Work to do on two fronts
This year's San Francisco Pride celebration theme, "For Racial and Economic Justice," highlights unmet goals for the Bay Area's LGBT community. Even as we mark the one-year anniversary of same-sex marriage, the battle for equality continues.
Economic justice means seeking economic parity for LGBT people. People of color and transgender people are particularly vulnerable in a volatile economy. Studies have consistently concluded that transgender people remain underemployed and unemployed. The minimum wage has risen in cities around the Bay Area, but the high cost of living here means that the higher wages don't go far. San Francisco's unemployment rate is a measly 2.9 percent, yet many trans people and people of color struggle to find jobs.
What can be done? For starters, LGBT nonprofits that focus on workplace issues need to broaden their reach beyond big corporations. The regional economy depends on small business owners, who often hire locally. It's these mom-and-pop shops that can really make a difference by hiring qualified LGBT workers. Additionally, San Francisco has many programs to help small businesses, including the recently passed Legacy Business Registry and Historic Preservation Grant, which was created by Proposition J that gay District 9 Supervisor David Campos spearheaded and voters approved last November. The resource is meant to provide financial assistance to keep the city's "legacy" businesses open.
At the national level, instead of cozying up to anti-gay Republicans – gay Apple CEO Tim Cook is reportedly hosting a private breakfast fundraiser next week for House Speaker Paul Ryan (Wisconsin) – tech CEOs should be leading the charge to pass federal legislation such as the Equality Act. The Equality Act, which was introduced in Congress, establishes explicit, permanent protections against discrimination based on an individual's sexual orientation or gender identity in matters of employment, housing, access to public places, federal funding, credit, education and jury service. In addition, it would prohibit discrimination on the basis of sex in federal funding and access to public places. Old manufacturing jobs aren't coming back in this country. Tech and so-called green jobs are where the future is. LGBT workers can and should be given an opportunity to get those jobs without fear of bias.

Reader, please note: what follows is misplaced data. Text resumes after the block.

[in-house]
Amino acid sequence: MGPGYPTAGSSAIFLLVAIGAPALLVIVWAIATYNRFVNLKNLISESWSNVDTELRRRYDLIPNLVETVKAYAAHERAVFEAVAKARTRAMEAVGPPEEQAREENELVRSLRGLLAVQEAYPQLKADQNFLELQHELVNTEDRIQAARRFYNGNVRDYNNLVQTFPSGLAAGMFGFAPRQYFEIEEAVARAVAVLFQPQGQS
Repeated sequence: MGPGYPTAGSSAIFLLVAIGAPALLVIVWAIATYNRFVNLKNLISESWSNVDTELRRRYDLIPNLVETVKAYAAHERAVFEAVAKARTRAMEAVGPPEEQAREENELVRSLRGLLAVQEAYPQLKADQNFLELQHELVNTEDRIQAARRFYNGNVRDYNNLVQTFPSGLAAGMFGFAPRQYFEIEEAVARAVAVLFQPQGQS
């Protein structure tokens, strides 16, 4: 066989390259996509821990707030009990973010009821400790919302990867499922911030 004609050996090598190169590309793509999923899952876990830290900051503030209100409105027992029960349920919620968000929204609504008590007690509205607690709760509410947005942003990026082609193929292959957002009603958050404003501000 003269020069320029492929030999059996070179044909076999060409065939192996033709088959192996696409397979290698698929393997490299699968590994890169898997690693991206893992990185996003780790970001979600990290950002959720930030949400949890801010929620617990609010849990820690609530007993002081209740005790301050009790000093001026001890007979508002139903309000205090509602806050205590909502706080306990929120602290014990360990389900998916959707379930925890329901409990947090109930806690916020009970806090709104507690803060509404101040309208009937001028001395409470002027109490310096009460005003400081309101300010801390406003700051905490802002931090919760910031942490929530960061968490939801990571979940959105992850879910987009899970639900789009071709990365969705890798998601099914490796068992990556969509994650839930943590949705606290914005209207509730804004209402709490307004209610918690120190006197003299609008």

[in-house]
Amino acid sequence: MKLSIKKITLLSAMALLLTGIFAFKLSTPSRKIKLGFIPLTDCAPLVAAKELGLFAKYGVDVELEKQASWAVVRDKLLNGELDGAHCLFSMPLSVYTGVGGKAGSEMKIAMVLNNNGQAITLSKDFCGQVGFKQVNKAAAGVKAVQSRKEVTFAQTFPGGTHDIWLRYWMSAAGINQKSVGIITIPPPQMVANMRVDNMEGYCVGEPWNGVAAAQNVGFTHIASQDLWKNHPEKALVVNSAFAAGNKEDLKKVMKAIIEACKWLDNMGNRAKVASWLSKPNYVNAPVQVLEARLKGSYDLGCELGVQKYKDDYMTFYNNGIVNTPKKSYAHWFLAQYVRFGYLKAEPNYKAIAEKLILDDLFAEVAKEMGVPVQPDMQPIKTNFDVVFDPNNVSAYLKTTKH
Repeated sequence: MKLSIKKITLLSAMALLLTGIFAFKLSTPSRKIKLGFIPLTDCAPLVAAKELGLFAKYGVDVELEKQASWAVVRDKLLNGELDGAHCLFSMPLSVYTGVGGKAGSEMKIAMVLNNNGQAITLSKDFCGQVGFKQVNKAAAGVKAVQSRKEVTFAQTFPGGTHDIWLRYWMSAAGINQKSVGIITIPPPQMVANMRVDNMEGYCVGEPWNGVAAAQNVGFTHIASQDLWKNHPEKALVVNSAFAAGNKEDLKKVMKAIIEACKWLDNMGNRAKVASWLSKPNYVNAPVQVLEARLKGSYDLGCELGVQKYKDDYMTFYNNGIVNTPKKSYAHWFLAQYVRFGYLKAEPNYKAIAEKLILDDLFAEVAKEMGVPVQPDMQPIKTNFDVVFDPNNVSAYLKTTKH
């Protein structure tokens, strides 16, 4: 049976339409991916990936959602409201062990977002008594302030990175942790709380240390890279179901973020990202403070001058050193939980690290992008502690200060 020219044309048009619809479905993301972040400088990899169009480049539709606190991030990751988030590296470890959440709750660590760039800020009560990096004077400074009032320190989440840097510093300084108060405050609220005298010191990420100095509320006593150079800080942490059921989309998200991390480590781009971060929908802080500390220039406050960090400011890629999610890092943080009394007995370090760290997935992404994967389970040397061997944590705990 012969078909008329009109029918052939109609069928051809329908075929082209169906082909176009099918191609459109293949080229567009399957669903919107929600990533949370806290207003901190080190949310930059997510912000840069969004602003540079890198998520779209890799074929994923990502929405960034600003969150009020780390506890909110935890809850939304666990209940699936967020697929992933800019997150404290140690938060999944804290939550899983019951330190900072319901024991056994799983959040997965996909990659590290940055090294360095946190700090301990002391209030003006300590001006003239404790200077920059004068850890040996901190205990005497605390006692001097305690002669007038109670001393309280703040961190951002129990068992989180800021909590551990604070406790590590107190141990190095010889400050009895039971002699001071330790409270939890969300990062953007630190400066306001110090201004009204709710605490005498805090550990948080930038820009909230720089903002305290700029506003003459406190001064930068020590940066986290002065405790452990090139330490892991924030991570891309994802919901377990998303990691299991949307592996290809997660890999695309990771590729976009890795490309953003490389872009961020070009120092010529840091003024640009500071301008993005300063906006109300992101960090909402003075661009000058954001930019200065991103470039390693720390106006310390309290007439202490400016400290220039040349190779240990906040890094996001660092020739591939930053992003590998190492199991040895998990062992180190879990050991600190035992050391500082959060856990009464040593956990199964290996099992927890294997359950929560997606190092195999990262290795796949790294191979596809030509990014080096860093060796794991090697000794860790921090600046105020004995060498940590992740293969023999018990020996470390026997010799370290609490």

Regarding racial justice, there is a need, as the SF Pride Committee stated, to "illuminate the intersections of our movement with the broader population, acknowledge our connected struggles, and ignite our obligation to address all forms of inequality." Despite progress, LGBTs of color often face discrimination – even in our own community. We experienced this in the Castro, when bars used to demand multiple forms of ID from people of color. A decade ago there was the protracted Badlands discrimination case that was eventually mediated to a confidential settlement. Here at the Bay Area Reporter, we are constantly aware that we must reach out to communities of color, not only for stories about their experiences, but also to seek comment in the regular course of gathering news. Adding more people of color to the staff is also a goal to which we aspire.
There is white privilege in the gay community, and being aware of that is the first step to making changes. Queer Latinos should have been on the stage at the June 12 vigil in the Castro hours after the Pulse nightclub shooting rampage in Orlando, yet they were mostly absent and were compelled to organize their own march to the Mission district last weekend. That's the sort of disconnect that should concern all of us, no matter our politics or our skin color. The tragic deaths of 49 mostly gay Latino men, African American women, and others at Pulse nightclub should unite us all as we seek answers about the anti-gay hate crime in the months ahead.
We are stronger when we're working together. And these days, as LGBT people, we need to stand together with others more than ever.